One piece of software recently attracting attention is a police monitoring system known as Beware. The software has been highly controversial, but it is one of the best examples of how powerful research into statistics and data collection with social media can be.
Beware gathers billions of data points, including arrest reports, property records, commercial databases and social media postings to calculate a threat level of green, yellow, or red (the highest ranking). The program still isn’t perfect, and no one is presenting it as such, but it does demonstrate how social media postings may helpful in identifying risk in offline scenarios.
Research using Facebook data from millions of users allowed researchers from the University of Namur to find that emotions can spread across social media much the same way that a co-worker complaining about her day can bring down the mood of an entire lunchroom.
This study showed an interesting trend:
- Firstly, the emotionality of people’s statuses were influenced by rainfall
- However, the posting by the person who was actually affected by the rainfall would cause at least 1-2 other people on their friends list to also post a status with increased emotionality.
While this study used rainfall as a measurement unit (which may seem inconsequential in the larger picture), it’s important to consider how these findings may be mirrored in situations with large-scale tragedies.
Could this study indicate that social networks are creating a form of “global emotional synchronicity”, where individuals’ emotional experiences create waves of emotion across the globe?
City planners and developers are very interested in understanding how cities work – where people spend their time, how large the area is that they cover every day, and which parts of the city attract the most traffic.
A study at Carnegie Mellon University used 18 million social media check-ins to understand the living patterns of people in Pittsburgh, Pennsylvania. The check-ins were used to create clusters that the researchers named “Livehoods” – areas that aren’t distinguished strictly by boundaries created by the municipal government, but instead by the patterns of people’s lives.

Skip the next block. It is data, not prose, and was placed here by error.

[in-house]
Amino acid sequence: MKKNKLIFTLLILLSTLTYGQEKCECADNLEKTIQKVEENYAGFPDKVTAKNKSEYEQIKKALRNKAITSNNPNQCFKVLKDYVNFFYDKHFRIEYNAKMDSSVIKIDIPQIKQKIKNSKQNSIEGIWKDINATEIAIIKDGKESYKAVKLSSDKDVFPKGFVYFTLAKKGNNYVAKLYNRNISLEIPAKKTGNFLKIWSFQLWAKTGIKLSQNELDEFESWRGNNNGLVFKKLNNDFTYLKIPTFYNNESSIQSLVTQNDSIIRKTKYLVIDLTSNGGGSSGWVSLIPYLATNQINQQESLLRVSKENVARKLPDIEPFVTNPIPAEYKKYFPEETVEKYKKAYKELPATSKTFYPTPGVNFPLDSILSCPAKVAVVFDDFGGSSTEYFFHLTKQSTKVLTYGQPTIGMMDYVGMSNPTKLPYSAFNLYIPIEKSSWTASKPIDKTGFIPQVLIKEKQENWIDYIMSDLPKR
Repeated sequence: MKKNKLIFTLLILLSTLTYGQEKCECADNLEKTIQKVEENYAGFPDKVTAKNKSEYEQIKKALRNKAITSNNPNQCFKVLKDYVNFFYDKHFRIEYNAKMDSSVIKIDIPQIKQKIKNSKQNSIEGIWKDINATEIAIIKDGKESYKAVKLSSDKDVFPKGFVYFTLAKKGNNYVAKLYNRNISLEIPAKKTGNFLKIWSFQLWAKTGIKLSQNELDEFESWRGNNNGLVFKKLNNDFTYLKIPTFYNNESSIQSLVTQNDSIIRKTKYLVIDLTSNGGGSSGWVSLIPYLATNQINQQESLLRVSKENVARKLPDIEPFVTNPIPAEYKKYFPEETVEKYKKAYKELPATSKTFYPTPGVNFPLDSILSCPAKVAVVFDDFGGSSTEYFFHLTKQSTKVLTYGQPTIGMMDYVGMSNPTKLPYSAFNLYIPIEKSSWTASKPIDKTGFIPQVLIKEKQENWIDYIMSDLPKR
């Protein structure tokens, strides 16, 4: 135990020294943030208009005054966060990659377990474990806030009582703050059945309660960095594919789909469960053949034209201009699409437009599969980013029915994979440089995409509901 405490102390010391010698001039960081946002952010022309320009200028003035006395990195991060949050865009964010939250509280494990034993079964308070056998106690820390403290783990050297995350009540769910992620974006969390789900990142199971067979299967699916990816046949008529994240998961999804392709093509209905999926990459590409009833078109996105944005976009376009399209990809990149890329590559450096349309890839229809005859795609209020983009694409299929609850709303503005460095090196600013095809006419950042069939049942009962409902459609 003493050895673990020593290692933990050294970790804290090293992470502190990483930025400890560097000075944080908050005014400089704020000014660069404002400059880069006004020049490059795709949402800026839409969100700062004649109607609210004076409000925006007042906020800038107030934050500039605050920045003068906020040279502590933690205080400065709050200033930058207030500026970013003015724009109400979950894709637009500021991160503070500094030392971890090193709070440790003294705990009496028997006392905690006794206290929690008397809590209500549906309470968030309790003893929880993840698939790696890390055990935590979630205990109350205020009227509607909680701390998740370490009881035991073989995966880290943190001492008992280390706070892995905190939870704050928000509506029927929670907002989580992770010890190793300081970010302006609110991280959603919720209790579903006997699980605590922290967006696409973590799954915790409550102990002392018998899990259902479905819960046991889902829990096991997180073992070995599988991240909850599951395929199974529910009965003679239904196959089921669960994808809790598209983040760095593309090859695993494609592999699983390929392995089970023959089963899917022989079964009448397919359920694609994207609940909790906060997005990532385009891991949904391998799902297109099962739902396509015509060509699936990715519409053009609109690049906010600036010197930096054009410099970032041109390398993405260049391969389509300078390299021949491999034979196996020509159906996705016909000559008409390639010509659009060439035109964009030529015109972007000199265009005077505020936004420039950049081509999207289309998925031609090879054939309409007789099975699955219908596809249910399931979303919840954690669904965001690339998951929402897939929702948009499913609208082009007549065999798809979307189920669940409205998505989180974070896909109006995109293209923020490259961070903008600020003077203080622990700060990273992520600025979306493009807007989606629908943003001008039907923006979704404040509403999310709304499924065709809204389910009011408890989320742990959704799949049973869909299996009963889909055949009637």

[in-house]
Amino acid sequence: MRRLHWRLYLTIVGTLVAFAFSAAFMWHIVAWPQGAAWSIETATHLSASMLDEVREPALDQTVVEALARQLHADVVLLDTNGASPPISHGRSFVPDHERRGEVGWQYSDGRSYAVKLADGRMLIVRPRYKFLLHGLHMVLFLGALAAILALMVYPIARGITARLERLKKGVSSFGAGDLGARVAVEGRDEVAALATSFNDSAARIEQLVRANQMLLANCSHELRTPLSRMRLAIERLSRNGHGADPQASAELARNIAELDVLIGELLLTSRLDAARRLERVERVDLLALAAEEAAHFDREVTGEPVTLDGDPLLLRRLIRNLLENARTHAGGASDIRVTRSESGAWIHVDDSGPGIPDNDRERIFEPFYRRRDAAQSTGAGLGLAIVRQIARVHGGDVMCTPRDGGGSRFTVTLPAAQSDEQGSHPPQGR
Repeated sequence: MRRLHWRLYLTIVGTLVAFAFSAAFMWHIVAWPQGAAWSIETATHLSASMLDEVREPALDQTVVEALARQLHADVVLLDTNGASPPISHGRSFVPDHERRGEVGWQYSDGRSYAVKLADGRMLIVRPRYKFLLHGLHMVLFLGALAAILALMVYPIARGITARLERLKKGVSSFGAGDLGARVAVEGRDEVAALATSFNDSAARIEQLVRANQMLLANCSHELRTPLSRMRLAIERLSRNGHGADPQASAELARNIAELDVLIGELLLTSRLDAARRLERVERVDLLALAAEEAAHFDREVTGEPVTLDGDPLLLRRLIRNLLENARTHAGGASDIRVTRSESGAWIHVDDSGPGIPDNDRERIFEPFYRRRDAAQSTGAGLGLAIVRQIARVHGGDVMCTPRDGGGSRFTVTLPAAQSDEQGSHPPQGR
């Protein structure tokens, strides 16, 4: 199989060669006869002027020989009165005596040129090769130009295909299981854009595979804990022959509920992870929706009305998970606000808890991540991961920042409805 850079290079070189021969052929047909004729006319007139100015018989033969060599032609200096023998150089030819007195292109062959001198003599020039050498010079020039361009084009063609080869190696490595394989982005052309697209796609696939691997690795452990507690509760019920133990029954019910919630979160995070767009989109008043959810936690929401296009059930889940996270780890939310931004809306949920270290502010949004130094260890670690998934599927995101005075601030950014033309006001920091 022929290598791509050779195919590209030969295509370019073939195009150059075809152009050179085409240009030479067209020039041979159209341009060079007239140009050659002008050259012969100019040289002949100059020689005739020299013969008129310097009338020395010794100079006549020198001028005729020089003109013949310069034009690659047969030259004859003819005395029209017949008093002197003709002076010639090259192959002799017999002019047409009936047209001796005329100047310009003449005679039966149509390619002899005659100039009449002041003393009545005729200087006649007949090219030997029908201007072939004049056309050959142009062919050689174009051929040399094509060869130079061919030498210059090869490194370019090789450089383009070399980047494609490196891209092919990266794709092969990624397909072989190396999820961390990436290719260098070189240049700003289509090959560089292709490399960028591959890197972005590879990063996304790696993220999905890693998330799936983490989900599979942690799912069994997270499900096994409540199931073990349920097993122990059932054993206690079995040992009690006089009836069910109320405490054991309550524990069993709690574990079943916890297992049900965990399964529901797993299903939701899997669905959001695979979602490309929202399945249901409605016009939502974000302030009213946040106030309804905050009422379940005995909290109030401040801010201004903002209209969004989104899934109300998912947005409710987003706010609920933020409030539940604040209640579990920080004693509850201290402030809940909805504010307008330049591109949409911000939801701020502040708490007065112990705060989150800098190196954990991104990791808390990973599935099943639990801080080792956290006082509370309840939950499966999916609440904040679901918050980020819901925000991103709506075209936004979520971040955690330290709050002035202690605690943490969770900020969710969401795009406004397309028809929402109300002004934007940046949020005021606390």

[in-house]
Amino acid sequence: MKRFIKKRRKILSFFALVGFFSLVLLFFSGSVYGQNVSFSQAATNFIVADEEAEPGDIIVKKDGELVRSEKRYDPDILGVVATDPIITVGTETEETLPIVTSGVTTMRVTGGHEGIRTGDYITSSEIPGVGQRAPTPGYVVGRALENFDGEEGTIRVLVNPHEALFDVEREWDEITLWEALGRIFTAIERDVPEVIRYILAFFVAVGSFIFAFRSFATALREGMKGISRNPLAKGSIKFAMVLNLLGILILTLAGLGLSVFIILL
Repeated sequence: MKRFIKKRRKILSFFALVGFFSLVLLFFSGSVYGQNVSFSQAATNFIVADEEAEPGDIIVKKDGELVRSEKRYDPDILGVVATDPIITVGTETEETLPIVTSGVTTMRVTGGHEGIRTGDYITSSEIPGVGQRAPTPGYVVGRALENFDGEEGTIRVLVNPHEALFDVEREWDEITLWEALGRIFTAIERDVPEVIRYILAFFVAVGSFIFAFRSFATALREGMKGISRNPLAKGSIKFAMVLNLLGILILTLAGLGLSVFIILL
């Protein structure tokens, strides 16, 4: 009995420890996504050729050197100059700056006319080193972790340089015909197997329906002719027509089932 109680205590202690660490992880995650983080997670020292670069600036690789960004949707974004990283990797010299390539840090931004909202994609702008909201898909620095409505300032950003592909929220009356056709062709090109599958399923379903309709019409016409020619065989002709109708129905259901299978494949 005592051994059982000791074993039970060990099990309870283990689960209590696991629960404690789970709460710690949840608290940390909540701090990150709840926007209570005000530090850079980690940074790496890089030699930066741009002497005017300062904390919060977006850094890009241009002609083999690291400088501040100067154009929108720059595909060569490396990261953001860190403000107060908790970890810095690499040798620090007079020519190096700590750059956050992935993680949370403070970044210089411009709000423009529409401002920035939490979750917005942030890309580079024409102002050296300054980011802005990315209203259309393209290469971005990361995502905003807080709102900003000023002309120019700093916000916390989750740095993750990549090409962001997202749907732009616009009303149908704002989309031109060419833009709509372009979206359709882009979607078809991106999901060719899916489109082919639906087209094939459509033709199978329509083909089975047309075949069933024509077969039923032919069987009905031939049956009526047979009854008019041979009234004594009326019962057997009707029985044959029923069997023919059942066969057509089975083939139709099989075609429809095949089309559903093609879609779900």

This kind of research using social media could have an incredible impact on how we think about neighborhoods, and how cities decide to invest in the naturally occurring communities that may not follow set geographical borders.
Researchers in California took advantage of the incredible amount of discourse that occurs on Twitter about upcoming movie releases to build a computer model that accurately predicted how well the movies would do in the box office (a model more accurate than existing information markets like the Hollywood Stock Exchange).
Again, the idea of creating a model for studying box office performance may not initially seem that exciting, but the broader implications of this kind of research are huge.
Creating tools adept enough to sift through the very convoluted world of social media postings and accurate enough to emerge with legitimate predictions of off-line behavior is incredible, and has limitless potential for future study and practical applications.
Finding ways to accurately measure and distinguish between individuals’ personalities has been a focus of psychology for hundreds of years. Traditionally, personality measurements have been done through personality tests such as the Myers-Briggs.